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Madonna will never be over. Deal with it.

Written by gaytourism

As a child of the 90s, I had two gateway album artwork experiences.

The first was Cher’s Greatest Hits: 1965-1992. On the cover, the Believe singer wears a shock of red curly hair and lacy black lingerie. It was, frankly, very confusing for my young gay brain. It still is.

The second concerns Madonna’s first compilation album, The Immaculate Collection from 1990.

In the pantheon of Madonna album covers, this one’s surprisingly nondescript. The images inside, however, are a different story.

Shot in black and white by the late, great gay photographer Herb Ritts, this rather severe series depicts Madonna exuding sexuality.

Who’s that girl?

She doesn’t show much. But whether narrowing her eyes and staring down the camera, or smoking and clutching her breasts, or simply standing next to a urinal in fishnets – as you do – the photographs again inspired conflicting feelings in me.

What was it, exactly? Excitement? An arousal of sorts? Well, it was actually more than that.

These photos, coded with messages by an unapologetically queer photographer and his muse, inspired an awakening in me, both cultural and intellectual.

(Quick reminder: we’re talking about the impact of an album sleeve here. In 2018, static pop culture imagery revolves around tiny streaming thumbnails and ‘viral’ shots by magazines nobody buys.)

Deeper and deeper

My curiosity and respect for Madonna only grew through the decade.

I listened to the music: Like a Prayer through headphones and tears while lying on my living room floor; dancing to Frozen as loud as the stereo would go, like the world’s most depressing disco, before freaking out to Ray of Light.

I studied the music videos: Vogue’s homage to ballroom culture, the queerness only fully contextulized when I finally watched Paris Is Burning years later. The titillating S&M of Human Nature; the haunting, stylized beauty of Rain.

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I also absorbed the lyrics. Some leave me breathless to this day, such as on truly profound Nothing Really Matters. (As you’ve probably guessed, Ray of Light is my favorite Madonna album).

She transmitted so much positivity to me, via her art, before I was ever a teenager, without my even realizing it. It amazes me.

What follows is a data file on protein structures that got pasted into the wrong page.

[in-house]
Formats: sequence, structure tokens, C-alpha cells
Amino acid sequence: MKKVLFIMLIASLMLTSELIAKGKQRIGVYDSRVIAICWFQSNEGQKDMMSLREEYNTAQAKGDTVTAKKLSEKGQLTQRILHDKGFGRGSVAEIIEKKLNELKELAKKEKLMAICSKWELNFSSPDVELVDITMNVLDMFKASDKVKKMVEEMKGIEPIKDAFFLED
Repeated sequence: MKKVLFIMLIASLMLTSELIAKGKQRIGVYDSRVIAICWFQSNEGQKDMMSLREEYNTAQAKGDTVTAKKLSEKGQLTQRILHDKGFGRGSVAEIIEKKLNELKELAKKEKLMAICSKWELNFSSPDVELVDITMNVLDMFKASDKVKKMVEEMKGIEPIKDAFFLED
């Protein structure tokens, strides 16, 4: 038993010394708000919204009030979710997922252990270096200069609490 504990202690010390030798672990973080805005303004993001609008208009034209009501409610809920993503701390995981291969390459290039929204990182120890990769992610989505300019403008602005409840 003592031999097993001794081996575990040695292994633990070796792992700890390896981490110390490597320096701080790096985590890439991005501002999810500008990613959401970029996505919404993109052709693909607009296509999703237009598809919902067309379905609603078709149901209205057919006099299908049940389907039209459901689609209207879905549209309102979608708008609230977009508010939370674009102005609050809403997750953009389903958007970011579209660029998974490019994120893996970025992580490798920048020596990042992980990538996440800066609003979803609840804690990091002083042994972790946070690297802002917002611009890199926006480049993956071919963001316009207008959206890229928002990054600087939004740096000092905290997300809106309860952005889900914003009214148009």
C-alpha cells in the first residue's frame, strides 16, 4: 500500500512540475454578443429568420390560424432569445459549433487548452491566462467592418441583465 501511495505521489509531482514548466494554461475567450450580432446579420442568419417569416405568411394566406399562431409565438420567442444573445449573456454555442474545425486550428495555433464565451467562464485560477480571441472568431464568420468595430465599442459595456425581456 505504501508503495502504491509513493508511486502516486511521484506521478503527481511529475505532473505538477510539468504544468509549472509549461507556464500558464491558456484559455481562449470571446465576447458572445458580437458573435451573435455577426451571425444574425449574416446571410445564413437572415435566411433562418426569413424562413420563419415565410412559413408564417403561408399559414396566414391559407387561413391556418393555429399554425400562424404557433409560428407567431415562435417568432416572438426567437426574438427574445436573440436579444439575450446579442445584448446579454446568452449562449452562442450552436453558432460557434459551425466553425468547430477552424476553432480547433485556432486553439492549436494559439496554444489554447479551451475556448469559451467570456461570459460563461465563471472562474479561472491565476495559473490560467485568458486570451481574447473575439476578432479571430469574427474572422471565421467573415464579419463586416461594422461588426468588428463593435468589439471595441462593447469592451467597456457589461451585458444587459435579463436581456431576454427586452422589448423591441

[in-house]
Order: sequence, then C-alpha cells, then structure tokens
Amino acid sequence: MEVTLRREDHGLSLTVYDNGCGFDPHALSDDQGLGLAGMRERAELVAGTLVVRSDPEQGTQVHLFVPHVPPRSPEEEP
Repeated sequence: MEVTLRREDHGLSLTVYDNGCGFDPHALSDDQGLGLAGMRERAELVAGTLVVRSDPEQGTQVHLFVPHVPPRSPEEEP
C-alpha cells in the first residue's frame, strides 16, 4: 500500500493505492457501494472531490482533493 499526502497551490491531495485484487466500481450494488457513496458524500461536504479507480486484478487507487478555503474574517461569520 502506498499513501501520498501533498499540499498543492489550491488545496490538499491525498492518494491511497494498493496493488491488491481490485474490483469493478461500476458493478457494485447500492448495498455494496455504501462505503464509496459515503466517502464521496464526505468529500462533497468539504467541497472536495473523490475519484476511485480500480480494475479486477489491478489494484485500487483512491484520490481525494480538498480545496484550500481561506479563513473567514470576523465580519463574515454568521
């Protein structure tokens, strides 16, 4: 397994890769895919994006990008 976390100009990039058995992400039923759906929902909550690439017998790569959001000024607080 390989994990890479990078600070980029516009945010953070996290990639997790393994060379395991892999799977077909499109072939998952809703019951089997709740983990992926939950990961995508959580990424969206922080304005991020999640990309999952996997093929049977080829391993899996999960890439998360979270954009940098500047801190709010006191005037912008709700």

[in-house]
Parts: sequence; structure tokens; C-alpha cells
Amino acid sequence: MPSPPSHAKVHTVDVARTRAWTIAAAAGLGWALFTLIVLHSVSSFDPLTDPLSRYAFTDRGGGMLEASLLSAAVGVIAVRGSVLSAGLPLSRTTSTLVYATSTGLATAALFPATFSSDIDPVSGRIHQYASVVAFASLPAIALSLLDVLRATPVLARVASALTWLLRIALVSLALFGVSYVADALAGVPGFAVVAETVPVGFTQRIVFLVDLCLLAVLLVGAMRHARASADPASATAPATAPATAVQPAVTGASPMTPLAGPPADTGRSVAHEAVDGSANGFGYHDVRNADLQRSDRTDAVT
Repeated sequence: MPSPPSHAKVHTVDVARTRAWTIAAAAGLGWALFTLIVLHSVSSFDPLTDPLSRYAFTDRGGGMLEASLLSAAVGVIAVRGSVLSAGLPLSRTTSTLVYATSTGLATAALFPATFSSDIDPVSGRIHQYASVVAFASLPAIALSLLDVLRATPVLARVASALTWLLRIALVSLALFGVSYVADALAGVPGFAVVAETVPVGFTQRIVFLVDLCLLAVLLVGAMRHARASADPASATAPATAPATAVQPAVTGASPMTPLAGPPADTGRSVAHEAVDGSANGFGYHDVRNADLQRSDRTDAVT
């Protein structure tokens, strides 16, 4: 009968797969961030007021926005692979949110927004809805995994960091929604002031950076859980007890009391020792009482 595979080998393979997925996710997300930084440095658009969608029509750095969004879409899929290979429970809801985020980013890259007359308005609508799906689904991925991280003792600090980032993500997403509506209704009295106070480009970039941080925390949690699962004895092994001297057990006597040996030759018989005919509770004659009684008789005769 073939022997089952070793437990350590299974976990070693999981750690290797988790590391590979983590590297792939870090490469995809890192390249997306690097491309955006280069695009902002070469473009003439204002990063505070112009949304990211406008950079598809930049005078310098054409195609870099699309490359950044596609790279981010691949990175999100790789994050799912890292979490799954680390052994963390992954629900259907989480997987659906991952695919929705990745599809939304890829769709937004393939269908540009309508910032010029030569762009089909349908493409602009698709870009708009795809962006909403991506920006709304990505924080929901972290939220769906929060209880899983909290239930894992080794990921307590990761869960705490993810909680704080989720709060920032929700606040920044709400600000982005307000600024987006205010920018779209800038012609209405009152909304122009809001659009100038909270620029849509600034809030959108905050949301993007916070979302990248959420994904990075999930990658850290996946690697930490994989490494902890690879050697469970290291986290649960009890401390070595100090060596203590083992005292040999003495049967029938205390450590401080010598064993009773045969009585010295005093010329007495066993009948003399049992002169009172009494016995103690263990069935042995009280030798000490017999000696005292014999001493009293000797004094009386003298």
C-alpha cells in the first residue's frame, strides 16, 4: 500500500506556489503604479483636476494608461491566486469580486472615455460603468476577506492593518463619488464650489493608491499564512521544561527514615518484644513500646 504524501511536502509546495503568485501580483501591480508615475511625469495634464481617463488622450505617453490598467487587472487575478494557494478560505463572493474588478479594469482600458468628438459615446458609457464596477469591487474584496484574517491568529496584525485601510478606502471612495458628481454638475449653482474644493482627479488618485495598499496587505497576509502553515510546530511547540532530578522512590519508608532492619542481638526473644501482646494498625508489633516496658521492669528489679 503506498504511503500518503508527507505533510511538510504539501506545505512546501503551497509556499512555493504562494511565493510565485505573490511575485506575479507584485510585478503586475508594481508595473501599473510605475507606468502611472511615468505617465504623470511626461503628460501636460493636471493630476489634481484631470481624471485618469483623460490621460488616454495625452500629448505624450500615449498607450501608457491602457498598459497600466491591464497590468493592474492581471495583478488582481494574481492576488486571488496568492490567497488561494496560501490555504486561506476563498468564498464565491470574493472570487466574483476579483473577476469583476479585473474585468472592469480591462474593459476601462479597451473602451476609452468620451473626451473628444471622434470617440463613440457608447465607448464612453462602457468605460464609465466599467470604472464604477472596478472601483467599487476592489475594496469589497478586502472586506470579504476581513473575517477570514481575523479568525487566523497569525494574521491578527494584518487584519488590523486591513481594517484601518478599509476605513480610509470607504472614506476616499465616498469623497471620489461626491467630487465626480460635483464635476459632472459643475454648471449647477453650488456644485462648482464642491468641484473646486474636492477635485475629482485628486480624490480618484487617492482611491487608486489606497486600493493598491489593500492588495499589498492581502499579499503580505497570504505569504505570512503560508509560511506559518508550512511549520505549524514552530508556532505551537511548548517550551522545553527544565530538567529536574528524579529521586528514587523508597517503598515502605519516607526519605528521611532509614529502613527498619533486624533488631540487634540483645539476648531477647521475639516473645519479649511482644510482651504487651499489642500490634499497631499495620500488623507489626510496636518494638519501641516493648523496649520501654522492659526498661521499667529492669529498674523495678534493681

Papa don’t preach

The people around me at the time weren’t thrilled about my burgeoning sexuality. But I found acceptance in Madonna.

And I’m glad I placed my trust in her. After all, this is a woman who has always been vocal of her love of the LGBTI community.

In more recent years, she’s publicly campaigned for marriage equality, spoken out against bullying of LGBTI teens on Ellen and received jail and death threats for condemning Russia’s anti-gay propaganda law while performing there in 2014.

I see, with hindsight, how she held my hand and guided me safely towards a proudly gay identity, towards love and tolerance, as she did many people of various ages and sexualities. For this I am eternally grateful.

Justify my love

Well over 20 later, I’m as compelled by and in awe of Madonna as ever. And it makes me annoyed when people unduly criticize her. Especially when it’s rooted in sexism and ageism – something sadly endemic among (some) gay men.

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I will defend her to the death, but don’t mistake my respect for hyperbole. I don’t possess the irrational fervour of 1D’s ‘My dog is dead!’ Directioners, Beyonce’s Beyhive or Nicki Minaj’s Barbz/The Kingdom/whatever they’re called this week.

Madonna isn’t ‘my queen’. (Although I am going to party dedicated solely to her at London’s Royal Vauxhall Tavern tonight). She is simply a human being who I greatly admire. As such, I know she isn’t perfect.

Rebel Heart

I’m not afraid to say not everything she does resonates with me. I wish I could un-see some of her Instagram posts and red carpet looks – more for the confounding artistic choices than the amount of flesh on display.

More importantly, I’ve been disappointed with a lot of her music since the Confessions era. (The inanity of Devil Pray and Bitch, I’m Madonna are low points. That said, I adore Rebel Heart, I’m Addicted and Miles Away).

Indeed, I have a lot of opinions about what Madonna should do next. So do a lot of fans. I wish she’d stop chasing trends, collaborating with lesser artists and singing about taking drugs. And I definitely think she should do Glastonbury.

But in reality, the only opinion that matters is hers.

A friend of mine recently said it was sad to see Madonna ‘undo all her amazing work’ with recent misfires, but I disagree. Sure, I long for another Ray of Light-esque era, to be bestowed with wisdom and timeless tunes anew.

But even if Madonna never releases a song of note again – and she will – her place in the pop and LGBTI culture halls of fame, my heart and most of our parents’ dusty record collections is undeniable.

She’s the godmother of gay men, and of the little boy standing next to his parents’ record player I once was.


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